“President Obama also deserves credit for his efforts to bring Osama bin Laden to justice. As we rejoice today, we must remain vigilant and not forget that our brave military forces continue to fight the war on terror. I commend the armed forces and intelligence community for the sacrifice they’ve made to ensure America remains safe and free.”

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Remarks by President Barack Obama on Osama bin Laden

THE PRESIDENT: Good evening. Tonight, I can report to the American people and to the world that the United States has conducted an operation that killed Osama bin Laden, the leader of al Qaeda, and a terrorist who’s responsible for the murder of thousands of innocent men, women, and children.

It was nearly 10 years ago that a bright September day was darkened by the worst attack on the American people in our history. The images of 9/11 are seared into our national memory — hijacked planes cutting through a cloudless September sky; the Twin Towers collapsing to the ground; black smoke billowing up from the Pentagon; the wreckage of Flight 93 in Shanksville, Pennsylvania, where the actions of heroic citizens saved even more heartbreak and destruction.

And yet we know that the worst images are those that were unseen to the world. The empty seat at the dinner table. Children who were forced to grow up without their mother or their father. Parents who would never know the feeling of their child’s embrace. Nearly 3,000 citizens taken from us, leaving a gaping hole in our hearts.

On September 11, 2001, in our time of grief, the American people came together. We offered our neighbors a hand, and we offered the wounded our blood. We reaffirmed our ties to each other, and our love of community and country. On that day, no matter where we came from, what God we prayed to, or what race or ethnicity we were, we were united as one American family.

We were also united in our resolve to protect our nation and to bring those who committed this vicious attack to justice. We quickly learned that the 9/11 attacks were carried out by al Qaeda — an organization headed by Osama bin Laden, which had openly declared war on the United States and was committed to killing innocents in our country and around the globe. And so we went to war against al Qaeda to protect our citizens, our friends, and our allies.

Over the last 10 years, thanks to the tireless and heroic work of our military and our counterterrorism professionals, we’ve made great strides in that effort. We’ve disrupted terrorist attacks and strengthened our homeland defense. In Afghanistan, we removed the Taliban government, which had given bin Laden and al Qaeda safe haven and support. And around the globe, we worked with our friends and allies to capture or kill scores of al Qaeda terrorists, including several who were a part of the 9/11 plot.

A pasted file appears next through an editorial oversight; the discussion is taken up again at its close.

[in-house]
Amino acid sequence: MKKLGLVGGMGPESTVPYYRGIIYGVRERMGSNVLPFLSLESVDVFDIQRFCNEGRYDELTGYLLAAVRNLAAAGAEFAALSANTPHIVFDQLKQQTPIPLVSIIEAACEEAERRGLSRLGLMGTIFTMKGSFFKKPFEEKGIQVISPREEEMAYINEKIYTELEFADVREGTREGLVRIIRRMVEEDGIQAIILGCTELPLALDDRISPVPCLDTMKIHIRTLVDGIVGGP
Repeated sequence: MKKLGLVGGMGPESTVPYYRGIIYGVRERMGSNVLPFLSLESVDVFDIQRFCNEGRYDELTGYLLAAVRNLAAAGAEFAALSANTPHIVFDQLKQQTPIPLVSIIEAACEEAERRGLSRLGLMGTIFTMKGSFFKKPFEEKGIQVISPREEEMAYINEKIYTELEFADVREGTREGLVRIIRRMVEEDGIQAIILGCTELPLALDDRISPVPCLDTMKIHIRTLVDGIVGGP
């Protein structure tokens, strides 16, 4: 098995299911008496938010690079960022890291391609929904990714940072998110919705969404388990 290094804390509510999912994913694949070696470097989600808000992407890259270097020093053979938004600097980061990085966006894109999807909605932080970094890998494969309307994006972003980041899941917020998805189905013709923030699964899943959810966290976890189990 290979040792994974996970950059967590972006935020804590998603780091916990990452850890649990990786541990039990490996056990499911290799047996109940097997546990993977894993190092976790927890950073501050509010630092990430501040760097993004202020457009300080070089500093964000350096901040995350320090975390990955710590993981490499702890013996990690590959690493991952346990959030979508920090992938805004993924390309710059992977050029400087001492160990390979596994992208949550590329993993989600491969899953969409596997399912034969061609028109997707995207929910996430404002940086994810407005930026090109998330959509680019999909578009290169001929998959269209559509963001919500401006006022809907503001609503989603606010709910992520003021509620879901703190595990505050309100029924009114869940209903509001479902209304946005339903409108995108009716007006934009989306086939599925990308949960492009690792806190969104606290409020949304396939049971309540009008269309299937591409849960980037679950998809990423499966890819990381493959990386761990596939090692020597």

Yet Osama bin Laden avoided capture and escaped across the Afghan border into Pakistan. Meanwhile, al Qaeda continued to operate from along that border and operate through its affiliates across the world.

And so shortly after taking office, I directed Leon Panetta, the director of the CIA, to make the killing or capture of bin Laden the top priority of our war against al Qaeda, even as we continued our broader efforts to disrupt, dismantle, and defeat his network.

Then, last August, after years of painstaking work by our intelligence community, I was briefed on a possible lead to bin Laden. It was far from certain, and it took many months to run this thread to ground. I met repeatedly with my national security team as we developed more information about the possibility that we had located bin Laden hiding within a compound deep inside of Pakistan. And finally, last week, I determined that we had enough intelligence to take action, and authorized an operation to get Osama bin Laden and bring him to justice.

Today, at my direction, the United States launched a targeted operation against that compound in Abbottabad, Pakistan. A small team of Americans carried out the operation with extraordinary courage and capability. No Americans were harmed. They took care to avoid civilian casualties. After a firefight, they killed Osama bin Laden and took custody of his body.